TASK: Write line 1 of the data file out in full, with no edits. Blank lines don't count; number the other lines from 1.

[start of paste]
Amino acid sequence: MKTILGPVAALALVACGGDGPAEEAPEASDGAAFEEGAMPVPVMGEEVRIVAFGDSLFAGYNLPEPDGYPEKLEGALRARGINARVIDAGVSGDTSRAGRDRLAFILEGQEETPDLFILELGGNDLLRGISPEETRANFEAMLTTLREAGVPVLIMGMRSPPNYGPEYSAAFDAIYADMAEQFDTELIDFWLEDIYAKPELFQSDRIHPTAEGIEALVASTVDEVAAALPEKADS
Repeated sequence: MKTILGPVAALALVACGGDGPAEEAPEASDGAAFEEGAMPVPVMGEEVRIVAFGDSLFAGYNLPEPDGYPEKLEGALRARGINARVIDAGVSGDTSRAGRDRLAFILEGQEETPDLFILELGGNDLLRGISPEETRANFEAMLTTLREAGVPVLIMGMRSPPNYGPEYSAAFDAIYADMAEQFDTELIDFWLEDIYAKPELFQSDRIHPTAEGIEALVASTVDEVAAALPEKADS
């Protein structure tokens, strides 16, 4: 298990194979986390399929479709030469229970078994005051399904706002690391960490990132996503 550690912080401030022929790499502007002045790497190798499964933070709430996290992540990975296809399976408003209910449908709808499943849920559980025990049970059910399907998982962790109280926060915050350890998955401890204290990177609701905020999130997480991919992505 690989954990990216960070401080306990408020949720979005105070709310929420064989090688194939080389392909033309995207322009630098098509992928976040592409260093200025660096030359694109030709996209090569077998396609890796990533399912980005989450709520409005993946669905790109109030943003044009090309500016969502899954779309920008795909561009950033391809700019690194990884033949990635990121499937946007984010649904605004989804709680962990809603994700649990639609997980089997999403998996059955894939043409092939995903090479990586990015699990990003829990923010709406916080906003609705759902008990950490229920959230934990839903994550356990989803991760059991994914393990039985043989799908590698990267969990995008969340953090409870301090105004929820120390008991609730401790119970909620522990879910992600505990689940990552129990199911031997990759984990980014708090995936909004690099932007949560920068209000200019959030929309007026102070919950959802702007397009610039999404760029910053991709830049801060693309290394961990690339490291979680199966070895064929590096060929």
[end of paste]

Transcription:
Amino acid sequence: MKTILGPVAALALVACGGDGPAEEAPEASDGAAFEEGAMPVPVMGEEVRIVAFGDSLFAGYNLPEPDGYPEKLEGALRARGINARVIDAGVSGDTSRAGRDRLAFILEGQEETPDLFILELGGNDLLRGISPEETRANFEAMLTTLREAGVPVLIMGMRSPPNYGPEYSAAFDAIYADMAEQFDTELIDFWLEDIYAKPELFQSDRIHPTAEGIEALVASTVDEVAAALPEKADS